Some tips and advice for people interested in buying or investing in ruby in the longer term. The main things to consider and avoid.
Ruby is one of the ‘big three’ of precious gemstones – Ruby, Sapphire and Emerald. At one time these were the only types of gems considered ‘precious’, and everything else was ‘semi=precious’. The finest ruby is worth more than diamond, but you can find ruby from as little as $5 per carat (not that you would want to buy it though).
- Natural Ruby – For investment purposes, only ever buy natural ruby. Manufactured ruby looks good and is fine for less expensive jewellery, but as an investment it has no long term appreciative value.
- Glass Filled Ruby – When buying natural ruby, absolutely stay away from glass filled ruby! I can not stress this enough, There is a lot of glass filled ruby around at the moment and you can usually tell because it sells for under $10 per carat. Glass filled ruby is not a permanent treatment, and the gem will deteriorate quite quickly over time. When it is new it is hard to spot, but after even as little as a few months the gem starts to become cloudy as stress fractures build up in the glass.
- Heat treatment – Heat treatment of ruby and sapphire has been around for hundreds of years, and is so common that the GIA advises that unless you have certain knowledge otherwise, assume your ruby is heat treated. When done properly it improves the clarity, colour and appeal of the gem. However, there is some risk that ‘heat treatment’ may be used to describe a gem that has been glass filled (which is a type of heat treatment). Unless you know what to look for or are buying from someone you trust, avoiding heat treated ruby will ensure you are not getting an inferior glass filled gem. For an excellent article on heat treatment, see A Brief History of Heat: Heat treatment of ruby & sapphire by Richard W. Hughes.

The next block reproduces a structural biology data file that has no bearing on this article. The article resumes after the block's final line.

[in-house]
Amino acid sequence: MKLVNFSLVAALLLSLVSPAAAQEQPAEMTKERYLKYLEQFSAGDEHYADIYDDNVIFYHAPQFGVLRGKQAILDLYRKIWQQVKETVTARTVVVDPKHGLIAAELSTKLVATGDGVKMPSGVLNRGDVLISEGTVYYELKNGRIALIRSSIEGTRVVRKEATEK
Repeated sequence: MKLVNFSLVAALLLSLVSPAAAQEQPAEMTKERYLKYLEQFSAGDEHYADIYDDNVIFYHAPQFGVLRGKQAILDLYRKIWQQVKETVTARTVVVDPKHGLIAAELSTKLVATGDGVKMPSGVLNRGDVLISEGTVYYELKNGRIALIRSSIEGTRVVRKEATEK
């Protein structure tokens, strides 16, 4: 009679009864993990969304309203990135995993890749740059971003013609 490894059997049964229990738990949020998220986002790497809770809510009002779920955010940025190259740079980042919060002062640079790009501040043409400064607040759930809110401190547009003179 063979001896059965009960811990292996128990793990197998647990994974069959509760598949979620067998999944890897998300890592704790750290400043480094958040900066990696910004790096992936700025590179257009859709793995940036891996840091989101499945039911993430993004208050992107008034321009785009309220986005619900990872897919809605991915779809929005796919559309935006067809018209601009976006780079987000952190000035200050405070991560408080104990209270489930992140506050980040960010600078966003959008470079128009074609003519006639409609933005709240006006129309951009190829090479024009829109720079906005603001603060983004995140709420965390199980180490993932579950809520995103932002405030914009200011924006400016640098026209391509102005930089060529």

- Other Treatments – Generally all related to heat treating, other processes can include the addition of chemicals to penetrate or coat the gem and improve the colour and fill in any surface flaws. When a coating is applied it is called ‘diffusion’, and if the coating gets scratched or damaged, the appeal of the gem will decrease. Irradiation is another surface treatment where the gem is exposed to beryllium. This is a temporary treatment that will improve the colour, but soon wears off. These treatments are detectable in a gemological lab and always decrease the long term value of the gem.
- The four ‘C’s – Cut, Clarity, Colour and Carat size apply to rubies just like any other gemstone. Large carat rubies (over 4 carats) are particularly rare. There is an excellent guide to the frou c’c of rubies at ringspro.com.
- Unheated – For any given quality, unheated, natural ruby commands the highest price. A 10x jewelers loupe is usually sufficient to tell a gem with heat treatment from an unheated one. For investment purposes and longevity, nothing will surpass unheated natural stones.
- Types of Ruby Cuts – Rubies can be faceted or cabbed, both are beautiful. Generally the best stone is used for faceting,while more opaque and darker stone is used for cabochons. Hence, faceted ruby usually has a higher price per carat than cabochon. However, ruby cabs will sometimes have a star phenomena, caused by needle like inclusions of rutile. The more prominent the star, the better. Like sapphire, ruby will have a six arm star, or sometimes, very rarely, a 12 arm star.
If you have more questions about buying or investing in ruby, email me at email@example.com, I will be very happy to help you.